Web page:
AMD: Increasing compute efficiency by 30x is nice, but what about 100x?

TMI Newsdesk
4 Min Read

Big quote: The high energy demands for GenAI and other LLMs are accelerating the need for more power-efficient systems. AMD’s CEO Lisa Su is confident that the company is on the right path to increase data center power efficiency by 100x in the next three years.

Everywhere you look, there is a new AI service to improve your personal or work life. Google Search now incorporates its Gemini AI for summarizing search results, but this comes at a cost of tenfold energy increase (with poor results) when compared to non-AI search. The global popularity of generative AI has accelerated the need for rapid expansion of data centers and power demands.

Goldman Sachs estimates that data center power requirements will grow by 160% by 2030. This is a huge problem for countries like the US and Europe, where the average age of regional power grids is 50 years and 40 years, respectively. In 2022, data centers consumed 3% US power, and projections suggest this will increase to 8% by 2030. “There’s no way to get there without a breakthrough,” says OpenAI co-founder Sam Altman.

AMD CEO Lisa Su discussed past successes and future plans to improve compute node efficiency at the ITF World 2024 conference. Back in 2014, AMD committed to make their mobile CPUs 25% more efficient by 2020 (25×20). They exceeded that goal by achieving 31.7% efficiency.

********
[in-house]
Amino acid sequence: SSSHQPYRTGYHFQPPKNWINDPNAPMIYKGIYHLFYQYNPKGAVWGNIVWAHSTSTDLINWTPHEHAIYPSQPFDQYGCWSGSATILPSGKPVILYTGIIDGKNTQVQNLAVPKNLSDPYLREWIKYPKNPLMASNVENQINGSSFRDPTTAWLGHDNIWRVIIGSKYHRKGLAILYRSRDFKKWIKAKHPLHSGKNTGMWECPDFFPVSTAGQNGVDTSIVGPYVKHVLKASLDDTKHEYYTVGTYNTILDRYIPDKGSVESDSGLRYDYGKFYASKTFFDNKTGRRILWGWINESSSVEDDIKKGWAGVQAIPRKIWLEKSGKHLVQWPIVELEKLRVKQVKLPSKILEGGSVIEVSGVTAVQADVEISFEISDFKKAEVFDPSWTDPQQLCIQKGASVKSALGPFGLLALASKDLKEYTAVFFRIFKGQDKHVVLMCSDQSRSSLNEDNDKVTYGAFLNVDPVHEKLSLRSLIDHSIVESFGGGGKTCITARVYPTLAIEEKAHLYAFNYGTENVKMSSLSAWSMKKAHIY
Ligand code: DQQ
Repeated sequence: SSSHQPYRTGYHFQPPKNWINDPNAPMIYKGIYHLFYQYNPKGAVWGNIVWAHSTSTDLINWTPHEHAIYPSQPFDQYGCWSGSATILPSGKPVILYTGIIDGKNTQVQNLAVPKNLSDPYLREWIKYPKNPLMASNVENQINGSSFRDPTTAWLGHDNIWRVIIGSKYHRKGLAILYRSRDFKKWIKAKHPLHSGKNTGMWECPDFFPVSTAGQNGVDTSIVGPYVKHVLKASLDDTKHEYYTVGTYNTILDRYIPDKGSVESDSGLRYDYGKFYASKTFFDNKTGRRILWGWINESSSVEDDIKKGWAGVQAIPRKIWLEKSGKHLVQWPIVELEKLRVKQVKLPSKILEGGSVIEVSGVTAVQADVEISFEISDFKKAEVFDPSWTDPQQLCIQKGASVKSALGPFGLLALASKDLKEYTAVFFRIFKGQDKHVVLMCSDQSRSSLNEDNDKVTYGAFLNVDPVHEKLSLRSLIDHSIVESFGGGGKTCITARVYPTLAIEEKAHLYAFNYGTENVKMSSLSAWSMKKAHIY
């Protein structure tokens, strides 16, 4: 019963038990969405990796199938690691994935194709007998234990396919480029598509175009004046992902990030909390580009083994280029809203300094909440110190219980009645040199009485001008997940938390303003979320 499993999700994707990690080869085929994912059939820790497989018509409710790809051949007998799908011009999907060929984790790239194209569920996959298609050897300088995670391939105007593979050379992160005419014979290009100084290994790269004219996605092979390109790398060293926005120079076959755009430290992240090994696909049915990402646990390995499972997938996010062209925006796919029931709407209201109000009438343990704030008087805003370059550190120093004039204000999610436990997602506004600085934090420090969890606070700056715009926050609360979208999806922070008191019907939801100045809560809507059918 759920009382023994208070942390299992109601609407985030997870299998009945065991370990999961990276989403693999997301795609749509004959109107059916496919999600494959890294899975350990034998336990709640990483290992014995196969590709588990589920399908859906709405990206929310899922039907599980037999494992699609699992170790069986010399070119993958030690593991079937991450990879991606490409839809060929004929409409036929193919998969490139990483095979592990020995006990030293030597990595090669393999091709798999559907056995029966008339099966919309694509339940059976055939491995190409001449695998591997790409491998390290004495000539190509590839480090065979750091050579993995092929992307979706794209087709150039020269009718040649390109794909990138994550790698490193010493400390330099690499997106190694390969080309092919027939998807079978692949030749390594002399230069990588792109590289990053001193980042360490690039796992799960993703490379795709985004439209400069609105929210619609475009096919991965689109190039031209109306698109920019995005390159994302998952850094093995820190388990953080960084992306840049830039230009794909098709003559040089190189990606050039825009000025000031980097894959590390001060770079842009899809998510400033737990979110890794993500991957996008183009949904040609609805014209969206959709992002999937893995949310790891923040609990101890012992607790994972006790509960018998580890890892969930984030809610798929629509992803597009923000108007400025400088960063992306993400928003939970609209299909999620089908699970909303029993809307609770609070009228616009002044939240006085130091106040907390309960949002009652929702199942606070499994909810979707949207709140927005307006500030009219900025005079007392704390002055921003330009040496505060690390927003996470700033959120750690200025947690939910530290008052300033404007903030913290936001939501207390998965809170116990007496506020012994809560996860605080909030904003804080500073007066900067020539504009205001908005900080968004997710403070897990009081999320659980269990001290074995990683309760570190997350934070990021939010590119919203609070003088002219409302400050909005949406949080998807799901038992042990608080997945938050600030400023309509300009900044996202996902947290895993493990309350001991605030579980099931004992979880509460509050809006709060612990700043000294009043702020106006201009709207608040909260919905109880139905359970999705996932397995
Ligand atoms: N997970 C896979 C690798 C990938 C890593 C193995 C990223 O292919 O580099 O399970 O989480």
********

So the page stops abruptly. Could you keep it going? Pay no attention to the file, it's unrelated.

In 2021, AMD saw the writing on the wall regarding the exponential growth of AI workloads and the power requirements to operate these complex systems. To help mitigate the power demand, AMD established a 30×25 goal for compute node efficiency by focusing on several key areas.

It starts with improvements in process node and packaging, which are the fundamental building blocks of CPU/GPU manufacturing. By utilizing 3nm Gate-All-Around (GAA) transistors, an evolution of the FinFET 3D transistors, power efficiency and performance-per-watt will be improved. Additionally, the continual refinement of packaging techniques (e.g., chiplets, 3D stacking) gives AMD the flexibility to swap various components into a single package.

The next area of focus is AI-optimized accelerated hardware architectures. These are known as Neural Processing Units (NPUs) which have been in mobile SoCs like the Snapdragon 8 Gen series for years now. Earlier this year, AMD released the Ryzen 8700G which was the first desktop processor with a built-in AI engine. This dedicated hardware allows the CPU to offload AI compute-intensive tasks to the NPU, improving efficiency and lowering power consumption.

The final pillars of this 30×25 goal are system-level tuning and software/hardware co-design. System-level tuning is another branch of the advanced packaging initiative, focused on reducing the energy needed to move data physically within these computer clusters. Software/hardware co-design aims to improve AI algorithms to work more effectively with next-generation NPUs.

Lisa Su is confident that AMD is on track to meet the 30×25 goal but sees a pathway to achieve a 100x improvement by 2027. AMD and other industry leaders are all contributing to address power needs for our AI-enhanced lives in this new era of computing.

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